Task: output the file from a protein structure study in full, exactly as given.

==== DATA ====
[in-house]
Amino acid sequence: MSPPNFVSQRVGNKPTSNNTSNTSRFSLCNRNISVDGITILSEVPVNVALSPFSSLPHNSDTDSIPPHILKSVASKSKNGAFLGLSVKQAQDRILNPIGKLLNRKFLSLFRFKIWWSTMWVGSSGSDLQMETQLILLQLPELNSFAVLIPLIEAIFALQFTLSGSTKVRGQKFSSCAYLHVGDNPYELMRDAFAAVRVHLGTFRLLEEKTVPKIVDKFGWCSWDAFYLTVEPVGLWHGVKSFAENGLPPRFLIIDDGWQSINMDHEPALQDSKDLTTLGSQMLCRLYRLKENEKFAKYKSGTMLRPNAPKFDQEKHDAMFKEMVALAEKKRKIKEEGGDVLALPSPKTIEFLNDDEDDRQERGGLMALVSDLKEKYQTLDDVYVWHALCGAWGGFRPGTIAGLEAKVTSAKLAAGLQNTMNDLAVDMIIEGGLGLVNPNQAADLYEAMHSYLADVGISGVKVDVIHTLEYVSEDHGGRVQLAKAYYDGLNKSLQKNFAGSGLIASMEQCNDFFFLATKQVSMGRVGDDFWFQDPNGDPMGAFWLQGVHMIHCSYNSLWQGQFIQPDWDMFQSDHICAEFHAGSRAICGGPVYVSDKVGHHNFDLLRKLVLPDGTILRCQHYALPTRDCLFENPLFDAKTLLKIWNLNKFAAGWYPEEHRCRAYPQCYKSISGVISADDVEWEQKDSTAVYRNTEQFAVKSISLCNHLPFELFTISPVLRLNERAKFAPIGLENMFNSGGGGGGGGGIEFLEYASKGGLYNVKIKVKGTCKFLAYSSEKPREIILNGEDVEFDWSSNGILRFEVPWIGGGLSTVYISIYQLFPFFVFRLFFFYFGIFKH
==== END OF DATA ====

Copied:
[in-house]
Amino acid sequence: MSPPNFVSQRVGNKPTSNNTSNTSRFSLCNRNISVDGITILSEVPVNVALSPFSSLPHNSDTDSIPPHILKSVASKSKNGAFLGLSVKQAQDRILNPIGKLLNRKFLSLFRFKIWWSTMWVGSSGSDLQMETQLILLQLPELNSFAVLIPLIEAIFALQFTLSGSTKVRGQKFSSCAYLHVGDNPYELMRDAFAAVRVHLGTFRLLEEKTVPKIVDKFGWCSWDAFYLTVEPVGLWHGVKSFAENGLPPRFLIIDDGWQSINMDHEPALQDSKDLTTLGSQMLCRLYRLKENEKFAKYKSGTMLRPNAPKFDQEKHDAMFKEMVALAEKKRKIKEEGGDVLALPSPKTIEFLNDDEDDRQERGGLMALVSDLKEKYQTLDDVYVWHALCGAWGGFRPGTIAGLEAKVTSAKLAAGLQNTMNDLAVDMIIEGGLGLVNPNQAADLYEAMHSYLADVGISGVKVDVIHTLEYVSEDHGGRVQLAKAYYDGLNKSLQKNFAGSGLIASMEQCNDFFFLATKQVSMGRVGDDFWFQDPNGDPMGAFWLQGVHMIHCSYNSLWQGQFIQPDWDMFQSDHICAEFHAGSRAICGGPVYVSDKVGHHNFDLLRKLVLPDGTILRCQHYALPTRDCLFENPLFDAKTLLKIWNLNKFAAGWYPEEHRCRAYPQCYKSISGVISADDVEWEQKDSTAVYRNTEQFAVKSISLCNHLPFELFTISPVLRLNERAKFAPIGLENMFNSGGGGGGGGGIEFLEYASKGGLYNVKIKVKGTCKFLAYSSEKPREIILNGEDVEFDWSSNGILRFEVPWIGGGLSTVYISIYQLFPFFVFRLFFFYFGIFKH